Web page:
Local officials are responsible for a number of important tasks that have a significant impact on the quality of life of most Americans. Arguably, the policy choices made by local governments in the United States more directly impact individual well-being than do the choices made at any other level of government. From zoning decisions to the creation of parks and the maintenance of sidewalks and trails, local governments are largely responsible for direct services to the public and can provide the necessary tools and skills to create an attractive and vibrant community. And yet one area of significant importance for both individuals and for the country as a whole, local sustainability, is a relatively new policy area for many American municipalities. For example, how many local governments are adopting sustainability policies and plans? How are those initiatives performing? Without an honest and robust examination of both the effectiveness and the efficiency of local sustainability policies, the success of the entire sustainability movement in the United States is uncertain. This book provides readers with a comprehensive understanding of what constitutes local sustainability and why it matters.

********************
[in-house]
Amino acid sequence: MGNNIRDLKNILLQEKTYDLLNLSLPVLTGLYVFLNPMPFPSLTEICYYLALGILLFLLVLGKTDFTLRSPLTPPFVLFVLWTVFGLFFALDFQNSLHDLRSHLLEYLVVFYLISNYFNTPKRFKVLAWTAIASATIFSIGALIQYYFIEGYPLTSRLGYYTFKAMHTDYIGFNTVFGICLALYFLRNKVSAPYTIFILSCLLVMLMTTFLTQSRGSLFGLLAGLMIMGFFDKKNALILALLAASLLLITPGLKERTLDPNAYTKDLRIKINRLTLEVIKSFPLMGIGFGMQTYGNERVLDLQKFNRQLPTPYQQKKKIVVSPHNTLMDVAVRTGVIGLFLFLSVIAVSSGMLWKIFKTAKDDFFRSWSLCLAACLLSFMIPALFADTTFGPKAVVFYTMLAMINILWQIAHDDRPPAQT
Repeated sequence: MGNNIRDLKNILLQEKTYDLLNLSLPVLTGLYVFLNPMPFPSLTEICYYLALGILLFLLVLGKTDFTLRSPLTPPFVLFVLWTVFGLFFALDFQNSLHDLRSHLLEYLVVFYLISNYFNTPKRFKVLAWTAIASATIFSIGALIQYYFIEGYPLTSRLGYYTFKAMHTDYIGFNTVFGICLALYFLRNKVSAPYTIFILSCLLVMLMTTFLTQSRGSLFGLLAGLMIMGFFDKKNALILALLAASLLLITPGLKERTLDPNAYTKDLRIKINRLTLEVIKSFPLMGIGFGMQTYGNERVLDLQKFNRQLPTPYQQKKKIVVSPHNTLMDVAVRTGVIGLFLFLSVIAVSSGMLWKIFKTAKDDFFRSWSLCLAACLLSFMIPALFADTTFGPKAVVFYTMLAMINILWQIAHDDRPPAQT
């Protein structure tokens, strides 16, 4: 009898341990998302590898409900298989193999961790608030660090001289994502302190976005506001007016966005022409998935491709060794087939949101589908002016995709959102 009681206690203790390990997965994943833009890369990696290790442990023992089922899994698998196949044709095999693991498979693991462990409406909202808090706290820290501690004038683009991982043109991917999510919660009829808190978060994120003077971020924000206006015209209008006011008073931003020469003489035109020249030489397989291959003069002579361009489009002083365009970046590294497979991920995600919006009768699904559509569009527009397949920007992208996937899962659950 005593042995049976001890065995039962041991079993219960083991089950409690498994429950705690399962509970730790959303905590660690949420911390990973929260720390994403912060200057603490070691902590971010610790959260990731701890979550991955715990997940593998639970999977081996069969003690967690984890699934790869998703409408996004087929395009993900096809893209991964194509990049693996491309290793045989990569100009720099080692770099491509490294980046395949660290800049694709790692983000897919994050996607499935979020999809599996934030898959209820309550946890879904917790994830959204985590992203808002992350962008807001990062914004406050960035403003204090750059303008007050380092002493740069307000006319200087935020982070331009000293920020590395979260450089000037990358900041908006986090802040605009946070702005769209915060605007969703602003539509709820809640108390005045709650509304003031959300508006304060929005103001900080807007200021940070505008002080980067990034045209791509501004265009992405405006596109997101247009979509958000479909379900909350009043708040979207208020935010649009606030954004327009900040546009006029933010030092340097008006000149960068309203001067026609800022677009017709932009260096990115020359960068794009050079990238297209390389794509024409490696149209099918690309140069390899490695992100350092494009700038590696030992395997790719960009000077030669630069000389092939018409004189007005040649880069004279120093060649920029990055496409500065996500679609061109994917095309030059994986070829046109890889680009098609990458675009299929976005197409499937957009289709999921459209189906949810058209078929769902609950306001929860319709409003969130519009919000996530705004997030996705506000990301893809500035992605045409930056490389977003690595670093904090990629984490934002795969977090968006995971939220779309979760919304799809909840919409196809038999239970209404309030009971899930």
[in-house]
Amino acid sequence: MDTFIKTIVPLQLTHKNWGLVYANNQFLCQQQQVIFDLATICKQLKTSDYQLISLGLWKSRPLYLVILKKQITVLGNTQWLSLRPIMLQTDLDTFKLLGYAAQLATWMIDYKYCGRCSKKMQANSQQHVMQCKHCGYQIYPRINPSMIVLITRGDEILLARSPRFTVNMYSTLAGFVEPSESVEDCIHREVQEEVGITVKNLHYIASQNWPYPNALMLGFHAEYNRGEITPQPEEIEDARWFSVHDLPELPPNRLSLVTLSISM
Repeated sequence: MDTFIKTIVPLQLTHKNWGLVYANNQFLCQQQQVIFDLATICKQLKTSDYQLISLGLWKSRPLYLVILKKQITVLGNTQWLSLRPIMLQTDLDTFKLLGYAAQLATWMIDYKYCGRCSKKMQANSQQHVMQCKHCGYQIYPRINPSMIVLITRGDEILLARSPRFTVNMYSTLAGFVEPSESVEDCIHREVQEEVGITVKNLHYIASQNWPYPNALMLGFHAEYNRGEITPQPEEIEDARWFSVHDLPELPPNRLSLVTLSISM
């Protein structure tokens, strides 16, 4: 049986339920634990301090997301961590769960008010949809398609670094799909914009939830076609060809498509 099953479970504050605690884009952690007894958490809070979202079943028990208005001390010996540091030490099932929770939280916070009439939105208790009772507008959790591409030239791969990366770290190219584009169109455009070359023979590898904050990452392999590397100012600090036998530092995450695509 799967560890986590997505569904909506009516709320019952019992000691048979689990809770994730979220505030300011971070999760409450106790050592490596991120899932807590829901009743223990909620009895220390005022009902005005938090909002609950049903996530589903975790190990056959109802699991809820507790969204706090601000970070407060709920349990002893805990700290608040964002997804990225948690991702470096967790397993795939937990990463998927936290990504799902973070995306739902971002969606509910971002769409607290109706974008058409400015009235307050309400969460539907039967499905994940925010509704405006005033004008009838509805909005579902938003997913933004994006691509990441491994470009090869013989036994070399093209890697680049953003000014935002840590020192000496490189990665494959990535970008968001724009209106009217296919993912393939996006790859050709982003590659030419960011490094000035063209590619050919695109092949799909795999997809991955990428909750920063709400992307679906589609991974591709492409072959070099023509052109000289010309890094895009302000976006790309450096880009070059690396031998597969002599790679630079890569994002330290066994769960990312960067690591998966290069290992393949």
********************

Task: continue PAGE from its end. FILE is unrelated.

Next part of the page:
Music therapy: An introduction to the profession